Study finds no link between biologics and serious infection in moms or babies


An Arthritis Research Canada study, published in BMJ Open, has revealed use of biologics by women with autoimmune disease during pregnancy does not increase their risk of serious infections that require hospitalization after giving birth or their infants’ odds of experiencing serious infection requiring hospitalization in the first year of life.

Biologic medicines have revolutionized care for people with rheumatoid and inflammatory arthritis. But women with these types of arthritis are reluctant to consider pregnancy due to increased risk of infection in their newborns.nThis Arthritis Research Canada study reveals this fear of infection to be groundless. 

The study, which examined 10 years of data, found that among women exposed to biologics during pregnancy, occurrence of serious postpartum infections was low – ranging from zero to five per cent. And in infants exposed to biologics in utero, occurrence of serious infections during the first year of life ranged from zero to seven per cent.

“Biologics have revolutionized the management of several chronic autoimmune conditions like inflammatory arthritis,” said Dr. Mary De Vera, a research scientist at Arthritis Research Canada and senior author of the study. “It’s important to know that women can take these drugs without serious risks to their health or the health of their babies.”

Since biologics specifically target the immune system, understanding their connection to infection risk in mothers is important. Women are also more susceptible to infections during delivery and postpartum. Likewise, there are concerns over infections in infants exposed to biologics in utero due to evidence that certain biologics accumulate in cord blood.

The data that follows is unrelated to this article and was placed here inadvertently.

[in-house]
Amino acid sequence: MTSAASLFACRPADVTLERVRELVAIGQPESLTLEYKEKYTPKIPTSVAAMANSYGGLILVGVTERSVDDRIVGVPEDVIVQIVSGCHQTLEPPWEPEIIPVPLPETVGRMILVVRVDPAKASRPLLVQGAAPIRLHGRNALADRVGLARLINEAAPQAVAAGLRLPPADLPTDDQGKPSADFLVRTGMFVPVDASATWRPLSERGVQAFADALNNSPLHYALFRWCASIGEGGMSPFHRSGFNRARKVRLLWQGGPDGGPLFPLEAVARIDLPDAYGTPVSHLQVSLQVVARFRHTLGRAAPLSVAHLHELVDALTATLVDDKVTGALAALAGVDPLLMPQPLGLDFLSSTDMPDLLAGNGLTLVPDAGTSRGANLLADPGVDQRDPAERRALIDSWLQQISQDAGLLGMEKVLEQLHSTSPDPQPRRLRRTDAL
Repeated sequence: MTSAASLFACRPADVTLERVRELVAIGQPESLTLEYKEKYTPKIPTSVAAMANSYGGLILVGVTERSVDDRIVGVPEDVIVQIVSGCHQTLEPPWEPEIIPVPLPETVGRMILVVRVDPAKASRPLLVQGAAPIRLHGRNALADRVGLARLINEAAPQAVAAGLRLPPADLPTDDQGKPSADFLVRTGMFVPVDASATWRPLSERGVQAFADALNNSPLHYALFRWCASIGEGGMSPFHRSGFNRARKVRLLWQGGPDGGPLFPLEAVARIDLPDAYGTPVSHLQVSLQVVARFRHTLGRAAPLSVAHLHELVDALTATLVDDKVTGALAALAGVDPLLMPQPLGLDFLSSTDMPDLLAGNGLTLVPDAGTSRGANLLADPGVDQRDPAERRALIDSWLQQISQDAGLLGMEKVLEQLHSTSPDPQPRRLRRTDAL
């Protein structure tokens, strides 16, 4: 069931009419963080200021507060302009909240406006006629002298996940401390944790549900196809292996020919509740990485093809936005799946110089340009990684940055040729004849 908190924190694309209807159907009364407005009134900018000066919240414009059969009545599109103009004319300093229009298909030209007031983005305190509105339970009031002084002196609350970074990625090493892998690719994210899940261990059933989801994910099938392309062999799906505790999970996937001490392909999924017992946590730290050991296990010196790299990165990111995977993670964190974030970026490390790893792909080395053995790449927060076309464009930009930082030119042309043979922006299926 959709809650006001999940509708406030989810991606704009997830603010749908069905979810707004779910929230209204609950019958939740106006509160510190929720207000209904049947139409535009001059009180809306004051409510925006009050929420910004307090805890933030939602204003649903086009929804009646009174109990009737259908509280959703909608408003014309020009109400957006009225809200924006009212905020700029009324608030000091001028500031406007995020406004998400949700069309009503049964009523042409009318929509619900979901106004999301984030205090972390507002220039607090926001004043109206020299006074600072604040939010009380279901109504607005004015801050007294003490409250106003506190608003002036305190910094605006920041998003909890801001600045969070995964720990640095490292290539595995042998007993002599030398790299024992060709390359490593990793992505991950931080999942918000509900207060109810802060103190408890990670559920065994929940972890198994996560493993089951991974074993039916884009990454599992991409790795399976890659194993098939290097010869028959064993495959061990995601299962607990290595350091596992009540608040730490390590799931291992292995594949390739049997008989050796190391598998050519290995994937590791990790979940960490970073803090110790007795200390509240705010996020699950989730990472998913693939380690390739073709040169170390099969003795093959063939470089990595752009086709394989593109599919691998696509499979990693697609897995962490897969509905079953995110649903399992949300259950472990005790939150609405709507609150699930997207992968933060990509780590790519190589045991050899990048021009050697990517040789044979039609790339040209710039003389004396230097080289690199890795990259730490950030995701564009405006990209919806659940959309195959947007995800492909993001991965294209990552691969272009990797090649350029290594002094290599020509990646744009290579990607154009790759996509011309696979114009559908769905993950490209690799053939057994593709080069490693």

According to Dr. John Esdaile, Scientific Director of Arthritis Research Canada, this research is important because it fills a knowledge gap that is critical to women considering pregnancy while using biologics.

“With improved management of rheumatic diseases, many more women with arthritis are considering pregnancy,” Dr. Esdaile said. “This research will help women make informed family decisions.”

The study included 6,218 women with autoimmune inflammatory disease diagnoses and 8,607 singleton pregnancies. In that group, 90 women were exposed to biologics during pregnancy, and 100 babies were born to these women. This is the first peer-reviewed journal publication to look at the connection between biologics use and infections in both mothers and their infants. Previous research has only studied the impact on mothers.


To view the study, please click here.  



Arthritis Research Canada is the largest clinical arthritis research centre in North America. Our mission is to transform the lives of people living with arthritis through research and engagement. Led by world-renowned rheumatologist, Dr. John Esdaile, Arthritis Research Canada’s scientific team of over 100 are creating a future where people living with arthritis are empowered to triumph over pain and disability. Within British Columbia, Alberta and Quebec, Arthritis Research Canada is leading research aimed at arthritis prevention, early diagnosis and treatment, and quality of life issues.  


For more information or to arrange an interview, please contact:  

Heather Caulder

Marketing and Communications Coordinator

Arthritis Research Canada

604-207-4010 or hcaulder@arthritisresearch.ca

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